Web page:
When it comes to roadway safety, the Minnesota Department of Public Safety doesn't talk about traffic "accidents." It calls them "crashes," because most can be prevented.

Speeding is the leading cause of single-vehicle crashes and among the leading contributors of all vehicle crashes causing injuries and fatalities in the state. People are either driving at illegal speeds or at a rate too fast for road conditions.

Traffic tickets are supposed to serve as both punishment and deterrent for speeding motorists. Unfortunately, a growing number of those lead-foot drivers can buy their way out of trouble.

By paying extra, Minnesotans in some cities can keep speeding violations off of their driving records. Last year, more than 16,000 speeders took that route, according to data compiled for a March 25 Star Tribune story by Pam Louwagie and Glenn Howatt.

That number is alarming. Speed limits exist, not as suggestions, but for public safety. When people know that all a ticket will cost them is a little extra cash to keep their records clean, they're less likely to change aggressive roadway behavior.

The legal system should also be fair in its application of the law. Minnesotans should bristle at any hint of a two-tiered justice system for speeders -- one for people who can afford to pay more to make the violation go away, and another for those who can't.

"It's frustrating to law enforcement. We want people to be held accountable for the violations that we witness," said Minnesota State Patrol Lt. Col. Matt Langer. "It makes it difficult for us to track chronic speeders when they don't have anything on their driving record."

Langer says there's no way to argue that the "pay more" programs benefit public safety. And safe roadways need to be an utmost concern to Minnesotans. Two years ago, a Department of Public Safety report said that the state "is still experiencing an epidemic concerning traffic crashes."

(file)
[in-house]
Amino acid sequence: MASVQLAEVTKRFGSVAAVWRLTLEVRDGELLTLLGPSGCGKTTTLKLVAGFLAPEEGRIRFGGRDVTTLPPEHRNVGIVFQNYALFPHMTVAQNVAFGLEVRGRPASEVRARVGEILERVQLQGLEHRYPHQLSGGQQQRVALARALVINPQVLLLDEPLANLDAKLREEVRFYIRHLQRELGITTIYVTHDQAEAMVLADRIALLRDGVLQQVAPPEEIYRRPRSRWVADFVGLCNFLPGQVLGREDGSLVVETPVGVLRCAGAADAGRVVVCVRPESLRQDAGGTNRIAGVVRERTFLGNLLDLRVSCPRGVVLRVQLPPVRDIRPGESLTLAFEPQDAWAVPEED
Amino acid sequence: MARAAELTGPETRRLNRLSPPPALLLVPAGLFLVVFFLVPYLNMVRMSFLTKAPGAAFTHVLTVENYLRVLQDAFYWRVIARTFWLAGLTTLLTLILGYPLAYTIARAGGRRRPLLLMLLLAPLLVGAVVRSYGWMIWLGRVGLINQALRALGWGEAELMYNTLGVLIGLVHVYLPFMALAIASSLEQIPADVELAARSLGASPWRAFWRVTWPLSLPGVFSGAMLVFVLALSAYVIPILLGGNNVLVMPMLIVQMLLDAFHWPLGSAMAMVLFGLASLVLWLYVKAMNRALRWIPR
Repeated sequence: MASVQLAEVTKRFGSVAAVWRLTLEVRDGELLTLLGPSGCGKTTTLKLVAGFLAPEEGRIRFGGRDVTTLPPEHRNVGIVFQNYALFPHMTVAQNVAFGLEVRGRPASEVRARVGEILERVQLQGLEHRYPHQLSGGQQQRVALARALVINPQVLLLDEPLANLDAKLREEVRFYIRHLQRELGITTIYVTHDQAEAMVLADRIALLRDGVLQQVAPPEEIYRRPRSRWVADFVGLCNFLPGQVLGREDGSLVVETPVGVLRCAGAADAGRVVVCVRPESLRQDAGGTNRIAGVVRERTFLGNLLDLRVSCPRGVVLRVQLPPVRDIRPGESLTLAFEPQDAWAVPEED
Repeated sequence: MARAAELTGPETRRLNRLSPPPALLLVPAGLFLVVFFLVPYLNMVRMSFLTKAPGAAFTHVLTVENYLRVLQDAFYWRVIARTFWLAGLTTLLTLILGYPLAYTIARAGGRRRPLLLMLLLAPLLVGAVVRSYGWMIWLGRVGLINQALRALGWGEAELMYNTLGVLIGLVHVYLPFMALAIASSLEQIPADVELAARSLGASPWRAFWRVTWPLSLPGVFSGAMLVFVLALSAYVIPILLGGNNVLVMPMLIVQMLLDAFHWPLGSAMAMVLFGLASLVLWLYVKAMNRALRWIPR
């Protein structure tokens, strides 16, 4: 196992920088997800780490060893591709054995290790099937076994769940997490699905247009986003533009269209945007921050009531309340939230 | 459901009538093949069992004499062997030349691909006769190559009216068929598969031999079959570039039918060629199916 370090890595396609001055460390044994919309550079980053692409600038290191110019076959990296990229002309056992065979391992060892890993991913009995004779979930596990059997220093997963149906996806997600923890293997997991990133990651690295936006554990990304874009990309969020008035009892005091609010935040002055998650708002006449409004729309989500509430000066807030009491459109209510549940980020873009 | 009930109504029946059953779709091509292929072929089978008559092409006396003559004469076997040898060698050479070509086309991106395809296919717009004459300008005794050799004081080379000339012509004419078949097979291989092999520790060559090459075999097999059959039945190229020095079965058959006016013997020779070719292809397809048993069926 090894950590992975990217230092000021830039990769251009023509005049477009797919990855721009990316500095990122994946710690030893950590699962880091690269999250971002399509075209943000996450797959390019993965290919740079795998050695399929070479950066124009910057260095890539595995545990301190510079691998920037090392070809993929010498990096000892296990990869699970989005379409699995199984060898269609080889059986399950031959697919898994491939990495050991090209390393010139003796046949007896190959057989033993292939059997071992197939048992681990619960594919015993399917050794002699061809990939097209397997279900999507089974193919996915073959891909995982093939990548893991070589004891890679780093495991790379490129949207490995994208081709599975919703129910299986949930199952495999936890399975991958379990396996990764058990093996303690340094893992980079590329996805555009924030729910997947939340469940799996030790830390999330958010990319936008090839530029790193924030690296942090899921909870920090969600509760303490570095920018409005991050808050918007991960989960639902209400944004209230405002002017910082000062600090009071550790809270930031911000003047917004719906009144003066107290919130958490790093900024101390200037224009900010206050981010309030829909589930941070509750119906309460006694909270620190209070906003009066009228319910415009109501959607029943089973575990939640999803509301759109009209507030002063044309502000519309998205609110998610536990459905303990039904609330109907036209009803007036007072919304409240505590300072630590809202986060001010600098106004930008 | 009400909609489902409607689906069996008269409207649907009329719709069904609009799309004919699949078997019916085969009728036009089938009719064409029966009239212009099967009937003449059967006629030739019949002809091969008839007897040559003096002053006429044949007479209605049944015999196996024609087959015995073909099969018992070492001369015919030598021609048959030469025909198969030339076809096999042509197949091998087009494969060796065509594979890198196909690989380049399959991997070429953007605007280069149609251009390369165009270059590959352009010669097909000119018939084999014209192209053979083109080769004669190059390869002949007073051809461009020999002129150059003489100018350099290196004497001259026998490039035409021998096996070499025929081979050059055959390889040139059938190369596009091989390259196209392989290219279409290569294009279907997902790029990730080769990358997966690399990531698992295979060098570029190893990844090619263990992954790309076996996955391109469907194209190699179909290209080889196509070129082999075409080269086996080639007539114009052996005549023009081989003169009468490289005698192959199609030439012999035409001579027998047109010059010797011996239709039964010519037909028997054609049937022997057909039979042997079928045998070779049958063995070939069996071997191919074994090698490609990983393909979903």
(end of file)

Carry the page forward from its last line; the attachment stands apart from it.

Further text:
Fines for speeding range from $40 to $300, are generally set by the state, and the money is split among state and local governments, according the Star Tribune report. The state adds a $75 surcharge for the general fund. Cities and county governments may add fees, too.

But in cases where drivers get deals, the city and county governments establish their own fees, which attorney Tom Hughes called "a little extortion." He's a prosecutor for Mounds View and New Brighton in Ramsey County, which don't offer the deals.

It's understandable that people don't want violations on their records -- it can drive up the cost of their vehicle insurance. But letting bad drivers buy their way out of their offenses may push up the cost of insurance up for law-abiding motorists, because insurers will be less able to reward good driving.

Jon Cummings, founder of Minnesotans for Safe Driving, said he paid the ticket when he was cited for speeding last year.

"Even if I'd known I could buy my way out of it, I wouldn't have done it," he said. "It woke me up. I learned from it. I'm a much more aware driver now. I use my cruise control."

Unfortunately, legislators are also considering a way to keep speeding violations off driving records. Some want to extend provisions of the 1986 "Dimler Amendment" to say that speeding violations won't show up on records for citations up to 10 miles per hour above the speed limit.

The State Patrol opposes the change, which is popular in rural areas where population is sparse and traffic is light.

The dangerous irony, though, is that excessive speeding is especially dangerous in rural areas. The latest Minnesota crash statistics show that the majority of vehicle fatalities (69 percent) occurred in rural areas, and speed was often a contributing factor.

The statistics are clear: Finding new ways to help speeders skirt the law isn't going to make Minnesota's roads any safer or its court system any fairer.

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